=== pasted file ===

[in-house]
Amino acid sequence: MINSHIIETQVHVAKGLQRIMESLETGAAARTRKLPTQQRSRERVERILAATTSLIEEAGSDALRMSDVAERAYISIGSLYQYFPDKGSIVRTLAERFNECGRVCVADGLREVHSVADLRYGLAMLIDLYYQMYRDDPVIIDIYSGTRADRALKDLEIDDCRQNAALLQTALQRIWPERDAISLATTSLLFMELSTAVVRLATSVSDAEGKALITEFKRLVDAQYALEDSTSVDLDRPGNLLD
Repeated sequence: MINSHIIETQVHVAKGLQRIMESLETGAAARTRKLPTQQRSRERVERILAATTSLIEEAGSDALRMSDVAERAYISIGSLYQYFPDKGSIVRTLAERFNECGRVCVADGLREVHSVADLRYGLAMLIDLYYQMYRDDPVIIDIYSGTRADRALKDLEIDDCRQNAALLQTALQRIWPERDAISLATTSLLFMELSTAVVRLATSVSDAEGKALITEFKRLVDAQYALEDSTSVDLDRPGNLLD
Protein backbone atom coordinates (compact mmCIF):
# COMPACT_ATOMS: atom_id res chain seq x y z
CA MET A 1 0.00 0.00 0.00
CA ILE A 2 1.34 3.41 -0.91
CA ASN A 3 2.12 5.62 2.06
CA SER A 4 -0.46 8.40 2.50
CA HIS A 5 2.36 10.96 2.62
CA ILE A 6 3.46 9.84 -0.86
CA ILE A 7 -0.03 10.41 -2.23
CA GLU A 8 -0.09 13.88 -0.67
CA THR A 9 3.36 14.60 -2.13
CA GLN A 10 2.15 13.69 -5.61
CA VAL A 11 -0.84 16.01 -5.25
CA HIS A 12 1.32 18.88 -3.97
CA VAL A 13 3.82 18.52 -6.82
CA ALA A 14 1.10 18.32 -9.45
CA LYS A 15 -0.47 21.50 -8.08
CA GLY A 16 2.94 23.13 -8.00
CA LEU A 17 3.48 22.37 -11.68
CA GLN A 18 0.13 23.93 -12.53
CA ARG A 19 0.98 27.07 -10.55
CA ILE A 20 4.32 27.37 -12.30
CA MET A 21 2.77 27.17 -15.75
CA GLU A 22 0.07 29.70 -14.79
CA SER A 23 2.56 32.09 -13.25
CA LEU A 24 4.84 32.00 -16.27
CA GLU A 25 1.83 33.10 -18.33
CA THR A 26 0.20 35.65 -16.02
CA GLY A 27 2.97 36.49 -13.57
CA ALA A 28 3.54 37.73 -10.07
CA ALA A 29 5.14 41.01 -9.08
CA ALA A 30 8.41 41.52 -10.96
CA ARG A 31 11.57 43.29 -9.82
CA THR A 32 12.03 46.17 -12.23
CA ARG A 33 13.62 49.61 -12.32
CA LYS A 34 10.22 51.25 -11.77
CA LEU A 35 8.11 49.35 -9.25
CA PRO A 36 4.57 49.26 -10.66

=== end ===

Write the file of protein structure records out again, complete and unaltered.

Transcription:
[in-house]
Amino acid sequence: MINSHIIETQVHVAKGLQRIMESLETGAAARTRKLPTQQRSRERVERILAATTSLIEEAGSDALRMSDVAERAYISIGSLYQYFPDKGSIVRTLAERFNECGRVCVADGLREVHSVADLRYGLAMLIDLYYQMYRDDPVIIDIYSGTRADRALKDLEIDDCRQNAALLQTALQRIWPERDAISLATTSLLFMELSTAVVRLATSVSDAEGKALITEFKRLVDAQYALEDSTSVDLDRPGNLLD
Repeated sequence: MINSHIIETQVHVAKGLQRIMESLETGAAARTRKLPTQQRSRERVERILAATTSLIEEAGSDALRMSDVAERAYISIGSLYQYFPDKGSIVRTLAERFNECGRVCVADGLREVHSVADLRYGLAMLIDLYYQMYRDDPVIIDIYSGTRADRALKDLEIDDCRQNAALLQTALQRIWPERDAISLATTSLLFMELSTAVVRLATSVSDAEGKALITEFKRLVDAQYALEDSTSVDLDRPGNLLD
Protein backbone atom coordinates (compact mmCIF):
# COMPACT_ATOMS: atom_id res chain seq x y z
CA MET A 1 0.00 0.00 0.00
CA ILE A 2 1.34 3.41 -0.91
CA ASN A 3 2.12 5.62 2.06
CA SER A 4 -0.46 8.40 2.50
CA HIS A 5 2.36 10.96 2.62
CA ILE A 6 3.46 9.84 -0.86
CA ILE A 7 -0.03 10.41 -2.23
CA GLU A 8 -0.09 13.88 -0.67
CA THR A 9 3.36 14.60 -2.13
CA GLN A 10 2.15 13.69 -5.61
CA VAL A 11 -0.84 16.01 -5.25
CA HIS A 12 1.32 18.88 -3.97
CA VAL A 13 3.82 18.52 -6.82
CA ALA A 14 1.10 18.32 -9.45
CA LYS A 15 -0.47 21.50 -8.08
CA GLY A 16 2.94 23.13 -8.00
CA LEU A 17 3.48 22.37 -11.68
CA GLN A 18 0.13 23.93 -12.53
CA ARG A 19 0.98 27.07 -10.55
CA ILE A 20 4.32 27.37 -12.30
CA MET A 21 2.77 27.17 -15.75
CA GLU A 22 0.07 29.70 -14.79
CA SER A 23 2.56 32.09 -13.25
CA LEU A 24 4.84 32.00 -16.27
CA GLU A 25 1.83 33.10 -18.33
CA THR A 26 0.20 35.65 -16.02
CA GLY A 27 2.97 36.49 -13.57
CA ALA A 28 3.54 37.73 -10.07
CA ALA A 29 5.14 41.01 -9.08
CA ALA A 30 8.41 41.52 -10.96
CA ARG A 31 11.57 43.29 -9.82
CA THR A 32 12.03 46.17 -12.23
CA ARG A 33 13.62 49.61 -12.32
CA LYS A 34 10.22 51.25 -11.77
CA LEU A 35 8.11 49.35 -9.25
CA PRO A 36 4.57 49.26 -10.66